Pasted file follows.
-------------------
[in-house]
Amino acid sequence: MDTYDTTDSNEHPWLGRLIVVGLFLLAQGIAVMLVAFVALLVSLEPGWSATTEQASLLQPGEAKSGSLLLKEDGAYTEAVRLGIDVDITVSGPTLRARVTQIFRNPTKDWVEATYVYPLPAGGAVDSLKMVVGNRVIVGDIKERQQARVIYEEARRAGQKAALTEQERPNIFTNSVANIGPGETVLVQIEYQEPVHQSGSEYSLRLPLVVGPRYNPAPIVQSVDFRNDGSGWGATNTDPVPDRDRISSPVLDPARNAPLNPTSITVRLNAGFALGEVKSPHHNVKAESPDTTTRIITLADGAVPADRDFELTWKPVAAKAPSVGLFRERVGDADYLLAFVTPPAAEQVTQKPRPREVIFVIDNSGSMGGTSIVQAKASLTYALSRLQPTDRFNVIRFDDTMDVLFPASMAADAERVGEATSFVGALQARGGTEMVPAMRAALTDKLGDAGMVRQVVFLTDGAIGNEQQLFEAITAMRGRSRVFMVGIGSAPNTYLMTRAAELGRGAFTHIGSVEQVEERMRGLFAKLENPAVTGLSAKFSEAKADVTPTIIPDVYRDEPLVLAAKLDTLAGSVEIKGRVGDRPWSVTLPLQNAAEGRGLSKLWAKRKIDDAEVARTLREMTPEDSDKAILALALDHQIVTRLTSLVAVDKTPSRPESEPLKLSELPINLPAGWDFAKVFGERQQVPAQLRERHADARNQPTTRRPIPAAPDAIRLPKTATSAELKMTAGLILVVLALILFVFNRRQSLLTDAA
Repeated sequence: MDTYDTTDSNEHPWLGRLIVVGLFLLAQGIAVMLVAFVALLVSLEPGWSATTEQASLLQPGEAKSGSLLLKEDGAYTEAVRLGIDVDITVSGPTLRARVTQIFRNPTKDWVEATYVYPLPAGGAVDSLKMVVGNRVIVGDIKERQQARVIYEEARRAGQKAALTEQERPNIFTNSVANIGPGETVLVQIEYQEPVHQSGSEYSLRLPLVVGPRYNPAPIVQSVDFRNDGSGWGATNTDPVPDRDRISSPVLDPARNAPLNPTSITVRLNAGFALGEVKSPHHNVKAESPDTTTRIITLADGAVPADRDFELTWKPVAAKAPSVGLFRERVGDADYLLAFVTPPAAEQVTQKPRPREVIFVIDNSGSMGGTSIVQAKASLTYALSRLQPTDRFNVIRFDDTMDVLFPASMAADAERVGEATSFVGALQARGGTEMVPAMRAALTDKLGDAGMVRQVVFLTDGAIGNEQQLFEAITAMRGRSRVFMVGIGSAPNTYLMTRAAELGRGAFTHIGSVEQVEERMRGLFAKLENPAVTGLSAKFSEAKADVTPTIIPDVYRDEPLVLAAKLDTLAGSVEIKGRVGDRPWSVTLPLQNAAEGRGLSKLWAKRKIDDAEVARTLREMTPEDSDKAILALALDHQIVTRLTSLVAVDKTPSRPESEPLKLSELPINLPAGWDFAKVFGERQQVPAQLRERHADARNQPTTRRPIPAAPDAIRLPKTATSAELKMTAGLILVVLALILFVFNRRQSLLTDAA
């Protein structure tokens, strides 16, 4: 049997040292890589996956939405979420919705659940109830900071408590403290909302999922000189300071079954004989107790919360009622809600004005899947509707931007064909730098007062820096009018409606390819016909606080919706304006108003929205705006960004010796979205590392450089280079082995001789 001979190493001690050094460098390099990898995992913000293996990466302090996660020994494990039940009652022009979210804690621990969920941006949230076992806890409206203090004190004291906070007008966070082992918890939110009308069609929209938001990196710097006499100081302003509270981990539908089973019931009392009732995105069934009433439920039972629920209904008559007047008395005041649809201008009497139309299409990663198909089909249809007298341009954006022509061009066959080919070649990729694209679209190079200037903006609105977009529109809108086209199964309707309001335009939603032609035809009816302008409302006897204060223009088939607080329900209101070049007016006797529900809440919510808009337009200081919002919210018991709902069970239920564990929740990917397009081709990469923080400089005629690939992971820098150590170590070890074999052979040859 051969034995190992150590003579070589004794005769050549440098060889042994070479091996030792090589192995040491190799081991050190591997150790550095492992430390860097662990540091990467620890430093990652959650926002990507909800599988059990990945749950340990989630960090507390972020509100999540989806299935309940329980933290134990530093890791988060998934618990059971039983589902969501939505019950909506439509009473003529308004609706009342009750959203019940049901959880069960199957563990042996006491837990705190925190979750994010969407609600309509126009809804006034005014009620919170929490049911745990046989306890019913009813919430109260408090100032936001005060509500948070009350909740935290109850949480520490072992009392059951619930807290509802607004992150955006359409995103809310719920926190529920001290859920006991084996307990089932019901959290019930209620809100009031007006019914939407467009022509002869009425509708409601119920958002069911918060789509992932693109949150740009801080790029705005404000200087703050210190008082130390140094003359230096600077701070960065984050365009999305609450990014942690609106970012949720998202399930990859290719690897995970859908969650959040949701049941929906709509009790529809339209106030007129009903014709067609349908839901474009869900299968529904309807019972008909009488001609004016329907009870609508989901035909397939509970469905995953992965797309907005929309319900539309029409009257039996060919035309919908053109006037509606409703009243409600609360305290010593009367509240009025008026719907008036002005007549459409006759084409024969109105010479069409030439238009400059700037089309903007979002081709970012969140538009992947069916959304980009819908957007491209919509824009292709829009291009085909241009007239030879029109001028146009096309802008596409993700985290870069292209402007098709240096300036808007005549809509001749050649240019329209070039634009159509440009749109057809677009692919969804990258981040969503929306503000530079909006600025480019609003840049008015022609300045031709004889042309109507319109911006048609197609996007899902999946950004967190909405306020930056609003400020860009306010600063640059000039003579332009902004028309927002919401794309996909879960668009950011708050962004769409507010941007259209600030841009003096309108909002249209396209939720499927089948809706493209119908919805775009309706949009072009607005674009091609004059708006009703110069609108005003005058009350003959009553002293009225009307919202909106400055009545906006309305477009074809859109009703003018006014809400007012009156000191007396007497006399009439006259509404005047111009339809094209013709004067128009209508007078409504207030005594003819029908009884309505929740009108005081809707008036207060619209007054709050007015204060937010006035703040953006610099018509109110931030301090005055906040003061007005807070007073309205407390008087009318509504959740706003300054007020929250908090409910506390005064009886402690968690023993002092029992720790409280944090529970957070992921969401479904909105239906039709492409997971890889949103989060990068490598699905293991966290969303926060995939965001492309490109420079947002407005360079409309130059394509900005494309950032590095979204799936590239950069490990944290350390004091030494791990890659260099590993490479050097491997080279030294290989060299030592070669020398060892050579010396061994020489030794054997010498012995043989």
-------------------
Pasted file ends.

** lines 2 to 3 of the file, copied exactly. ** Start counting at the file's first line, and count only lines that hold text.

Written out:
Amino acid sequence: MDTYDTTDSNEHPWLGRLIVVGLFLLAQGIAVMLVAFVALLVSLEPGWSATTEQASLLQPGEAKSGSLLLKEDGAYTEAVRLGIDVDITVSGPTLRARVTQIFRNPTKDWVEATYVYPLPAGGAVDSLKMVVGNRVIVGDIKERQQARVIYEEARRAGQKAALTEQERPNIFTNSVANIGPGETVLVQIEYQEPVHQSGSEYSLRLPLVVGPRYNPAPIVQSVDFRNDGSGWGATNTDPVPDRDRISSPVLDPARNAPLNPTSITVRLNAGFALGEVKSPHHNVKAESPDTTTRIITLADGAVPADRDFELTWKPVAAKAPSVGLFRERVGDADYLLAFVTPPAAEQVTQKPRPREVIFVIDNSGSMGGTSIVQAKASLTYALSRLQPTDRFNVIRFDDTMDVLFPASMAADAERVGEATSFVGALQARGGTEMVPAMRAALTDKLGDAGMVRQVVFLTDGAIGNEQQLFEAITAMRGRSRVFMVGIGSAPNTYLMTRAAELGRGAFTHIGSVEQVEERMRGLFAKLENPAVTGLSAKFSEAKADVTPTIIPDVYRDEPLVLAAKLDTLAGSVEIKGRVGDRPWSVTLPLQNAAEGRGLSKLWAKRKIDDAEVARTLREMTPEDSDKAILALALDHQIVTRLTSLVAVDKTPSRPESEPLKLSELPINLPAGWDFAKVFGERQQVPAQLRERHADARNQPTTRRPIPAAPDAIRLPKTATSAELKMTAGLILVVLALILFVFNRRQSLLTDAA
Repeated sequence: MDTYDTTDSNEHPWLGRLIVVGLFLLAQGIAVMLVAFVALLVSLEPGWSATTEQASLLQPGEAKSGSLLLKEDGAYTEAVRLGIDVDITVSGPTLRARVTQIFRNPTKDWVEATYVYPLPAGGAVDSLKMVVGNRVIVGDIKERQQARVIYEEARRAGQKAALTEQERPNIFTNSVANIGPGETVLVQIEYQEPVHQSGSEYSLRLPLVVGPRYNPAPIVQSVDFRNDGSGWGATNTDPVPDRDRISSPVLDPARNAPLNPTSITVRLNAGFALGEVKSPHHNVKAESPDTTTRIITLADGAVPADRDFELTWKPVAAKAPSVGLFRERVGDADYLLAFVTPPAAEQVTQKPRPREVIFVIDNSGSMGGTSIVQAKASLTYALSRLQPTDRFNVIRFDDTMDVLFPASMAADAERVGEATSFVGALQARGGTEMVPAMRAALTDKLGDAGMVRQVVFLTDGAIGNEQQLFEAITAMRGRSRVFMVGIGSAPNTYLMTRAAELGRGAFTHIGSVEQVEERMRGLFAKLENPAVTGLSAKFSEAKADVTPTIIPDVYRDEPLVLAAKLDTLAGSVEIKGRVGDRPWSVTLPLQNAAEGRGLSKLWAKRKIDDAEVARTLREMTPEDSDKAILALALDHQIVTRLTSLVAVDKTPSRPESEPLKLSELPINLPAGWDFAKVFGERQQVPAQLRERHADARNQPTTRRPIPAAPDAIRLPKTATSAELKMTAGLILVVLALILFVFNRRQSLLTDAA